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What if Adrian Peterson is Lost for the Season?

What would happen to the Minnesota offense if Adrian Peterson is lost for the season?

Adrian Peterson is 30 years old, past the age at which running back decline should be expected. From 2011-2013, he suffered a torn ACL, a high ankle sprain, a mid-foot sprain, and had two groin surgeries - a terrifying recent history of lower body injuries for a player the Vikings (and fantasy owners) are counting on for a heavy workload this season.

No one knows for sure how Peterson’s body will react after a year away from the game. The time off could very well help him avoid the injuries that have plagued him in recent years. But it’s equally possible Peterson becomes more susceptible to injury as his body re-acclimates to the beating that comes with being an NFL running back.

Hopefully this article doesn’t turn out to be as useful as it was last year, but at least this time around we can prepare for a prolonged Peterson absence by learning from recent history.

Here’s how the Vikings’ running back production was distributed with Peterson active for just one game last season:

  Games Rush Att Rush Yds YPA Rush TD Tgts Rec Rec Yds Rec TD
Matt Asiata 15 164 570 3.5 9 63 44 312 1
Jerick McKinnon 11 113 538 4.8 0 41 27 135 0
Joe Banyard 15 21 88 4.2 0 11 9 62 0
Ben Tate 3 13 38 2.9 0 0 0 0 0

If Peterson were to go down due to injury (let’s hope for no repeats of last year’s bizarre suspension), it’s clear the two backs we should be interested in for fantasy purposes are Matt Asiata and Jerick McKinnon. Many fantasy owners will look back on Asiata’s cumulative market share of rushing attempts and touchdowns in 2014, and assume he’d be the preferable pickup in the event of a Peterson injury, but an interesting trend developed before McKinnon was lost for the season following the Vikings’ Week 12 game.

If we limit the window to Weeks 6-12 of last season, the production split between McKinnon and Asiata looked like this:

  Games Rush Att Rush Yds YPA Rush TD Tgts Rec Rec Yds Rec TD
Matt Asiata 5 23 48 2.08 3 19 13 100 0
Jerick McKinnon 6 83 372 4.48 0 25 19 80 0

As McKinnon earned the trust of the coaching staff as a rookie, it became clear the Vikings did not envision their backfield as a 50/50 platoon with Peterson sidelined. McKinnon handled over 78% of the team’s rushing attempts from Weeks 6-12. For context, the only running back to exceed a 78% market share of his team’s carries last season was DeMarco Murray.

The rub, of course, is that McKinnon failed to score a single touchdown last year, and despite being otherwise phased out in favor of McKinnon, Asiata’s role at the goal line remain unchanged from Weeks 6-12. Over the six game sample, Asiata had five carries from inside the opposing team’s five-yard line, while McKinnon only had one. Asiata will not easily relinquish his role as goal line vulture this season - his 47% touchdown conversion rate on goal line carries was fifth best in the league (minimum 10 carries).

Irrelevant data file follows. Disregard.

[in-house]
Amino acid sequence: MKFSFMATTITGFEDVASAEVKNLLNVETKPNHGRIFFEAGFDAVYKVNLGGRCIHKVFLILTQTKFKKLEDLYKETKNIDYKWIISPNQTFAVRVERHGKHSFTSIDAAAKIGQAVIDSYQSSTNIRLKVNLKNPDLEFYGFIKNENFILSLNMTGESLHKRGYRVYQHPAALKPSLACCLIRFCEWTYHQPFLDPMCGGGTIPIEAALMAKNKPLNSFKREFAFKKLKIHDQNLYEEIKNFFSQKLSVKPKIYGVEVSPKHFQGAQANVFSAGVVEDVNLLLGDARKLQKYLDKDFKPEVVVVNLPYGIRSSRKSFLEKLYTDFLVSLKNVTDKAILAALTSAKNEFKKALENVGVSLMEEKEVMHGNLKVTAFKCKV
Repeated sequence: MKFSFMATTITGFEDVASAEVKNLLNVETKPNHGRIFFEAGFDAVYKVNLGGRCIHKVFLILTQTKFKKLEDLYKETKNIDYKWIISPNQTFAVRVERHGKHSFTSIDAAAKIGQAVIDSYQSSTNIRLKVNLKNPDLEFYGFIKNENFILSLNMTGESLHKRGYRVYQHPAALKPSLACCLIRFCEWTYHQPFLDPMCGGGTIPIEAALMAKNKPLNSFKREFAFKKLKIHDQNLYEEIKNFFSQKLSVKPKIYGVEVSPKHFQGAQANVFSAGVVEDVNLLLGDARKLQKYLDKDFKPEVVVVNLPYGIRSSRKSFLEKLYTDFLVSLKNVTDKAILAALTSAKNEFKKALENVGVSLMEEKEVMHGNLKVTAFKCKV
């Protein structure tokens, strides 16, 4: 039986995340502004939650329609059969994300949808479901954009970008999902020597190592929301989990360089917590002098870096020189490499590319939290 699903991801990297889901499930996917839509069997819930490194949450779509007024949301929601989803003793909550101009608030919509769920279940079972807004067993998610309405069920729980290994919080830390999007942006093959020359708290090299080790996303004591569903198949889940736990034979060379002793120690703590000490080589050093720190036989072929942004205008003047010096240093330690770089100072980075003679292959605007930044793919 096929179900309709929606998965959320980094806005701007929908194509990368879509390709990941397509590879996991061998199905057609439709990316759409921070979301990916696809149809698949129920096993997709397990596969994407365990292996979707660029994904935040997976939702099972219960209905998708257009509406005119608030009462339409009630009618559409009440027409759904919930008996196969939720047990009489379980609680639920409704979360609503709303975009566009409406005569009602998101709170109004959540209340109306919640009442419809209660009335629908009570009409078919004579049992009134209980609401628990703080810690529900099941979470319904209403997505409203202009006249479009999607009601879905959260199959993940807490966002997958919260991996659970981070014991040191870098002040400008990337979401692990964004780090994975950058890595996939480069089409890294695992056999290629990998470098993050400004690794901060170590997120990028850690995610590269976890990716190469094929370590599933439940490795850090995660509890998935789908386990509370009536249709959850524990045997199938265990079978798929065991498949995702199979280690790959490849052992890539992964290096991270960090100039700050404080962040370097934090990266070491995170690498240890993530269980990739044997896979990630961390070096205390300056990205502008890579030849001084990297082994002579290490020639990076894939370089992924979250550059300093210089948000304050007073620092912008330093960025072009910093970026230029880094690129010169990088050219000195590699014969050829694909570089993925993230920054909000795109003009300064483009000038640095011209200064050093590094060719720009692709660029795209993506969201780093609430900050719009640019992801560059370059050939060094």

So which Vikings running back should you prioritize in the event Peterson is lost for the season, and what are the ripple effects for Minnesota’s remaining skill players?

Buy

Jerick McKinnon - Even if he lacks huge weekly upside due to Asiata’s presence at the goal line, McKinnon is the Vikings running back to own if Peterson goes down for the year. Not only did McKinnon dominate touches in Minnesota’s backfield once he gained the confidence of his coaching staff, but he was remarkably efficient with those touches. According to Pro Football Focus, McKinnon averaged 2.62 yards after contact per attempt, which tied him for seventh best among qualifying running backs. It’s also likely we didn’t get to see McKinnon at his best last year. McKinnon’s breakout performance came in Week 4 against the Falcons when he ran for 135 yards on 18 carries. He injured his ankle during the game, which landed him on the injury report in subsequent weeks. In Week 9, we got news McKinnon was dealing with a lower back ailment. He would play with the condition (which eventually required surgery) for four games before eventually shutting it down. The upside for the best measured athlete at the 2014 scouting combine would be sky high in a feature role, if what we saw from him last year was how he plays through pain.

Hold

Vikings Pass Catchers - You could make the case Mike Wallace, Charles Johnson, and Kyle Rudolph would qualify as buys sans Peterson, but except for maybe a tad more touchdown upside, their roles should remain largely unaffected. Last year, without Peterson, the Vikings ranked 13th in rushing play percentage, which is fairly consistent with Norv Turner’s tendencies from his last three seasons as coach of the Chargers. Don't expect a huge uptick in passing plays just because Peterson isn't playing, but these guys will all be fine.

Sell

None - Teddy Bridgewater was the 11th ranked fantasy quarterback over the final seven games of last season without Peterson. With a year of experience now under his belt, he’ll be good enough to keep the Vikings’ offense productive if Peterson were lost.

Add

Matt Asiata - If Peterson goes down, and McKinnon is also on the waiver wire, make sure you snatch him up first. You won’t be able to rely on Asiata for consistent production, but his touchdown upside gives him weekly flex appeal, which will be helpful as you navigate injuries and bye weeks. Just be prepared for a donut in your lineup (or something close to it) when he fails to plod his way into the end zone.

Drop

None - Again, the Vikings’ offense is in Teddy Bridgewater’s capable hands should Peterson be lost for the year. Wallace, Johnson, and Kyle Rudolph are quality skill position players who can thrive in this offense with or without Peterson.